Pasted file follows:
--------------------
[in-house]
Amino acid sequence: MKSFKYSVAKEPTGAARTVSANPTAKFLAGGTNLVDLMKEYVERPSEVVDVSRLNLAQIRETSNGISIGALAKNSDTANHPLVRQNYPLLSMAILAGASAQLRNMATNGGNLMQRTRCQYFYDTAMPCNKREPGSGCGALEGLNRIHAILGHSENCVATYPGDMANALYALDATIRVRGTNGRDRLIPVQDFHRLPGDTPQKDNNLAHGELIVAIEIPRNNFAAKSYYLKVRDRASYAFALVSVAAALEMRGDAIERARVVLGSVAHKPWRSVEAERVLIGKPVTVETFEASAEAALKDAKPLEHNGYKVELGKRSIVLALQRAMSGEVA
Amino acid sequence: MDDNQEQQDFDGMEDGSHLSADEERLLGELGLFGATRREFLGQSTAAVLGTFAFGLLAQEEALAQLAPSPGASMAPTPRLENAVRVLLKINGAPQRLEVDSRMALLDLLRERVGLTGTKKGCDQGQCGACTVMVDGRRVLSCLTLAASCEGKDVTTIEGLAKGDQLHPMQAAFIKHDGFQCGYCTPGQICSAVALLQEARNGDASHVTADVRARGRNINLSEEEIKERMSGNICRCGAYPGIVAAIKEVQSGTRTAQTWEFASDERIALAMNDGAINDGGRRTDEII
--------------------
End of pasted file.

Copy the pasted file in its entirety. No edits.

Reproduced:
[in-house]
Amino acid sequence: MKSFKYSVAKEPTGAARTVSANPTAKFLAGGTNLVDLMKEYVERPSEVVDVSRLNLAQIRETSNGISIGALAKNSDTANHPLVRQNYPLLSMAILAGASAQLRNMATNGGNLMQRTRCQYFYDTAMPCNKREPGSGCGALEGLNRIHAILGHSENCVATYPGDMANALYALDATIRVRGTNGRDRLIPVQDFHRLPGDTPQKDNNLAHGELIVAIEIPRNNFAAKSYYLKVRDRASYAFALVSVAAALEMRGDAIERARVVLGSVAHKPWRSVEAERVLIGKPVTVETFEASAEAALKDAKPLEHNGYKVELGKRSIVLALQRAMSGEVA
Amino acid sequence: MDDNQEQQDFDGMEDGSHLSADEERLLGELGLFGATRREFLGQSTAAVLGTFAFGLLAQEEALAQLAPSPGASMAPTPRLENAVRVLLKINGAPQRLEVDSRMALLDLLRERVGLTGTKKGCDQGQCGACTVMVDGRRVLSCLTLAASCEGKDVTTIEGLAKGDQLHPMQAAFIKHDGFQCGYCTPGQICSAVALLQEARNGDASHVTADVRARGRNINLSEEEIKERMSGNICRCGAYPGIVAAIKEVQSGTRTAQTWEFASDERIALAMNDGAINDGGRRTDEII